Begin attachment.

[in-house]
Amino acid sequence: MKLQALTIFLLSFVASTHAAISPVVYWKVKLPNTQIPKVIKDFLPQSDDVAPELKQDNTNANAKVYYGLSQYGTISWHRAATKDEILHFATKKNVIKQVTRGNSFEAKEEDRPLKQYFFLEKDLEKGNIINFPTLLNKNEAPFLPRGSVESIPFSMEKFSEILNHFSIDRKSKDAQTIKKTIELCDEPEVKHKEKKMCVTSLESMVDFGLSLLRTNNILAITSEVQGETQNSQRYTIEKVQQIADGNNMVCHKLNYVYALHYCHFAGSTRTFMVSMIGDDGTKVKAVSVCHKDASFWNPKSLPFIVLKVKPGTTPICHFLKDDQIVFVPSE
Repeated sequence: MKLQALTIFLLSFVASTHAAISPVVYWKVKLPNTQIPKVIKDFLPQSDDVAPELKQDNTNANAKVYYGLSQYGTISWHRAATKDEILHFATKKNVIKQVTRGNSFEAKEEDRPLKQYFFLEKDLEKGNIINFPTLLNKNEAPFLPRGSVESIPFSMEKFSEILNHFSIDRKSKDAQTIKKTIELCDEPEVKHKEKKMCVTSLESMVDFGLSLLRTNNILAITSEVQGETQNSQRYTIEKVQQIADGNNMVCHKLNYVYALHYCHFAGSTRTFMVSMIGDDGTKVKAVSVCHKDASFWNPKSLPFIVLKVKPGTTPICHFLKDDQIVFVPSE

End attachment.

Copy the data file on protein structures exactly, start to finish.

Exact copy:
[in-house]
Amino acid sequence: MKLQALTIFLLSFVASTHAAISPVVYWKVKLPNTQIPKVIKDFLPQSDDVAPELKQDNTNANAKVYYGLSQYGTISWHRAATKDEILHFATKKNVIKQVTRGNSFEAKEEDRPLKQYFFLEKDLEKGNIINFPTLLNKNEAPFLPRGSVESIPFSMEKFSEILNHFSIDRKSKDAQTIKKTIELCDEPEVKHKEKKMCVTSLESMVDFGLSLLRTNNILAITSEVQGETQNSQRYTIEKVQQIADGNNMVCHKLNYVYALHYCHFAGSTRTFMVSMIGDDGTKVKAVSVCHKDASFWNPKSLPFIVLKVKPGTTPICHFLKDDQIVFVPSE
Repeated sequence: MKLQALTIFLLSFVASTHAAISPVVYWKVKLPNTQIPKVIKDFLPQSDDVAPELKQDNTNANAKVYYGLSQYGTISWHRAATKDEILHFATKKNVIKQVTRGNSFEAKEEDRPLKQYFFLEKDLEKGNIINFPTLLNKNEAPFLPRGSVESIPFSMEKFSEILNHFSIDRKSKDAQTIKKTIELCDEPEVKHKEKKMCVTSLESMVDFGLSLLRTNNILAITSEVQGETQNSQRYTIEKVQQIADGNNMVCHKLNYVYALHYCHFAGSTRTFMVSMIGDDGTKVKAVSVCHKDASFWNPKSLPFIVLKVKPGTTPICHFLKDDQIVFVPSE